The proportion of ICU patient with co-infection was higher with COVID-19 pneumonia as compared to those without viral pneumonia. This mostly was due to higher rates of late (more than 48 h from hospital admission) respiratory tract infection, but also higher rates of late blood stream infection were observed. To enable identification of any potential modifiable risk factor, a large prospective study will be required in the future.

Availability of data and materials

All data needed to evaluate the conclusions in this article are present and tabulated in the main text or Additional file 1: Appendix. This article is the result of an original retrospective cohort. For individual de-identified raw data that underlie the results reported in this article, please contact the corresponding author. The de-identified patient data could be made available, and it will need individual hospital ethical committee permission prior to sharing with editors.


  1. Huang C, et al. Clinical features of patients infected with 2019 novel coronavirus in Wuhan, China. Lancet. 2020;395(10223):497–506.

    CAS  Article  Google Scholar 

  2. Public health Wales health-protection profile.

  3. McCullers JA. Insights into the interaction between influenza virus and pneumococcus. Clin Microbiol Rev. 2006;19(3):571–82.

    CAS  Article  PubMed  PubMed Central  Google Scholar 

  4. Morens DM, Taubenberger JK, Fauci AS. Predominant role of bacterial pneumonia as a cause of death in pandemic influenza: implications for pandemic influenza preparedness. J Infect Dis. 2008;198(7):962–70.

    Article  PubMed  Google Scholar 

  5. Randolph AG, Vaughn F, Sullivan R, Rubinson L, Thompson BT, Yoon G, Smoot E, Rice TW, Loftis LL, Helfaer M, Doctor A, Paden M, Flori H, Babbitt C, Graciano AL, Gedeit R, Sanders RC, Giuliano JS, Zimmerman J. Pediatric Acute Lung Injury and Sepsis Investigator’s Network and the National Heart, Lung, and Blood Institute ARDS Clinical Trials Network. Critically ill children during the 2009–2010 influenza pandemic in the United States. Pediatrics. 2011;128(6):e1450–8.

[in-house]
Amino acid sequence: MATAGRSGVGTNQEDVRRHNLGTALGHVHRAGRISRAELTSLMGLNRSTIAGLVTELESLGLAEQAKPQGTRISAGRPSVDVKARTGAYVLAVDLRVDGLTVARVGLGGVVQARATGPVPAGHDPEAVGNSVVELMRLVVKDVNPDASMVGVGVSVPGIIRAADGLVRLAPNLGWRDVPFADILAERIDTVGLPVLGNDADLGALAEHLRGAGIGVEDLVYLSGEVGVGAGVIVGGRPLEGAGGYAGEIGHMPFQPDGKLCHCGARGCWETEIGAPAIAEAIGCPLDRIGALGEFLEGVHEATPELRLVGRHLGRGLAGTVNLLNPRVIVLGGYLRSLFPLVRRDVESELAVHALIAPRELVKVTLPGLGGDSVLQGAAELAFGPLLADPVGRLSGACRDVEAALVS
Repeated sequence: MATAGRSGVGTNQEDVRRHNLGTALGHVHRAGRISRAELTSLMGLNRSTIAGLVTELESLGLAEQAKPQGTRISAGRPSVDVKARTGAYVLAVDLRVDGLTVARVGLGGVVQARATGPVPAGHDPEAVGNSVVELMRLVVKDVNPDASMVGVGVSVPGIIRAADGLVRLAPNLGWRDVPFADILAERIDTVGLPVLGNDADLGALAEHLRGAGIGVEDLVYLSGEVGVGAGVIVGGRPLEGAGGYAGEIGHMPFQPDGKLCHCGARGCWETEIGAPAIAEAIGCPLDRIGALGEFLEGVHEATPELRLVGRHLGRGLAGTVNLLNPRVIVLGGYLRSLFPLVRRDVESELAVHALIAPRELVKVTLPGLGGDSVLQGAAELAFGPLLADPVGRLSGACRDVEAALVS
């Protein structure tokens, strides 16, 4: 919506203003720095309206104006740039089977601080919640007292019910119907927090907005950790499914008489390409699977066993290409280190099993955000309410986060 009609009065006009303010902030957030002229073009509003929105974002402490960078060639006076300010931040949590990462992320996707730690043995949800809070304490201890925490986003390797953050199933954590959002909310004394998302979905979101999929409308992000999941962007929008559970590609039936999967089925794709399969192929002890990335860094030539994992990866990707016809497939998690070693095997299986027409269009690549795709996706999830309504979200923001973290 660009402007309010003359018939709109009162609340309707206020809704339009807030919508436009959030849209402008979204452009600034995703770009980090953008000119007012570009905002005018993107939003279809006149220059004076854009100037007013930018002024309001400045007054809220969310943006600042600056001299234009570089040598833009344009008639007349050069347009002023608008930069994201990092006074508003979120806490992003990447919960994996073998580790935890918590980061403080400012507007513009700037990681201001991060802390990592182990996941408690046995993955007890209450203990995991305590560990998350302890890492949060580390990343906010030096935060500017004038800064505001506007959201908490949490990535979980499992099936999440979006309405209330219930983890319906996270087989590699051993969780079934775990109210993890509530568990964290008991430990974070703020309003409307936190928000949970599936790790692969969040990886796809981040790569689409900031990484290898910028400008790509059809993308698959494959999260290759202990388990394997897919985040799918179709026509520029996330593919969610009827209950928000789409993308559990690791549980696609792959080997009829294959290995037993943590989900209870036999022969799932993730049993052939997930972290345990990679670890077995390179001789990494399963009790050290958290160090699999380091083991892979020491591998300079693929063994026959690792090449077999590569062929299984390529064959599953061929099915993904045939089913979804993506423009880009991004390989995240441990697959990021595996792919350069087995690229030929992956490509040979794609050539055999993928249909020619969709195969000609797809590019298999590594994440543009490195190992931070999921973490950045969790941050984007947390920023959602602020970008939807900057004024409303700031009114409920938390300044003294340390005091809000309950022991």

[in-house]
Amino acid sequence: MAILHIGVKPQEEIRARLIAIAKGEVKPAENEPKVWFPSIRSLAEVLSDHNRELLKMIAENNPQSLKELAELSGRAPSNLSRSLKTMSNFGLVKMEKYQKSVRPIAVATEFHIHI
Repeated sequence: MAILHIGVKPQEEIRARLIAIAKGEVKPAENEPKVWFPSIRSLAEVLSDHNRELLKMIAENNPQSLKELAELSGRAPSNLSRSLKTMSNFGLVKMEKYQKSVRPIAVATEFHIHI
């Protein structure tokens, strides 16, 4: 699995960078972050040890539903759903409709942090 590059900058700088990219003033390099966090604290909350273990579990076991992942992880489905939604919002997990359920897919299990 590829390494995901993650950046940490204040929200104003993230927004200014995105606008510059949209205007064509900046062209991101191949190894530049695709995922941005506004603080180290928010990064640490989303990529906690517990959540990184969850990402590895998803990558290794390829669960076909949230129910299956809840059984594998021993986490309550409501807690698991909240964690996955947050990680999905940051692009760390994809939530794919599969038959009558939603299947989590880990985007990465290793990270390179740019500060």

Article  PubMed  PubMed Central  Google Scholar 

  6. Klein A, et al. The frequency of influenza and bacterial coinfection: a systematic review and meta-analysis. Influenza Other Respir Viruses. 2016;10(5):394–403.

    Article  Google Scholar 

  7. Chertow DS, Memoli MJ. Bacterial coinfection in influenza: a grand rounds review. JAMA. 2013;309(3):275–82.

    CAS  Article  PubMed  Google Scholar 

  8. Wang XY, Kilgore PE, Lim KA, Wang SM, Lee J, Deng W, Mo MQ, Nyambat B, Ma JC, Favorov MO, Clemens JD. Influenza and bacterial pathogen coinfections in the 20th century. Interdiscip Perspect Infect Dis. 2011;2011: 146376.

    Article  PubMed  PubMed Central  Google Scholar 

  9. Centers for Disease Control and Prevention (CDC). Severe methicillin-resistant Staphylococcus aureus community-acquired pneumonia associated with influenza–Louisiana and Georgia, December 2006-January 2007. MMWR Morb Mortal Wkly Rep. 2007;56(14):325–9.

    Google Scholar 

  10. Centers for Disease Control and Prevention (CDC). Severe coinfection with seasonal influenza A (H3N2) virus and Staphylococcus aureus–Maryland, February-March 2012. MMWR Morb Mortal Wkly Rep. 2012;61(16):289–91.

    Google Scholar 

  11. Reed C, Kallen AJ, Patton M, Arnold KE, Farley MM, Hageman J, Finelli L. Infection with community-onset Staphylococcus aureus and influenza virus in hospitalized children. Pediatr Infect Dis J. 2009;28(7):572–6.

    Article  PubMed  Google Scholar 

  12. Rice TW, Rubinson L, Uyeki TM, Vaughn FL, John BB, Miller RR 3rd, Higgs E, Randolph AG, Smoot BE, Thompson BT, NHLBI ARDS Network. pandemic influenza A virus and bacterial coinfection in the United States. Crit Care Med. 2009;40(5):1487–98.

    Article  Google Scholar 

  13. Arabi YM, Arifi AA, Balkhy HH, Najm H, Aldawood AS, Ghabashi A, Hawa H, Alothman A, Khaldi A, Al RB. Clinical course and outcomes of critically ill patients with Middle East respiratory syndrome coronavirus infection. Ann Intern Med. 2014;160(6):389–97.

    Article  PubMed  Google Scholar 

  14. Hwang DM, Chamberlain DW, Poutanen SM, Low DE, Asa SL, Butany J. Pulmonary pathology of severe acute respiratory syndrome in Toronto. Mod Pathol. 2005;18(1):1–10.

    CAS  Article  PubMed  Google Scholar 

  15. von Elm E, Altman DG, Egger M, Pocock SJ, Gøtzsche PC, Vandenbroucke JP, STROBE Initiative. The Strengthening the Reporting of Observational Studies in Epidemiology (STROBE) statement: guidelines for reporting observational studies. Lancet. 2007;370(9596):1453–7.

    Article  Google Scholar 

  16. Yap FH, Gomersall CD, Fung KS, Ho PL, Ho OM, Lam PK, Lam DT, Lyon DJ, Joynt GM. Increase in methicillin-resistant Staphylococcus aureus acquisition rate and change in pathogen pattern associated with an outbreak of severe acute respiratory syndrome. Clin Infect Dis. 2004;39(4):511–6.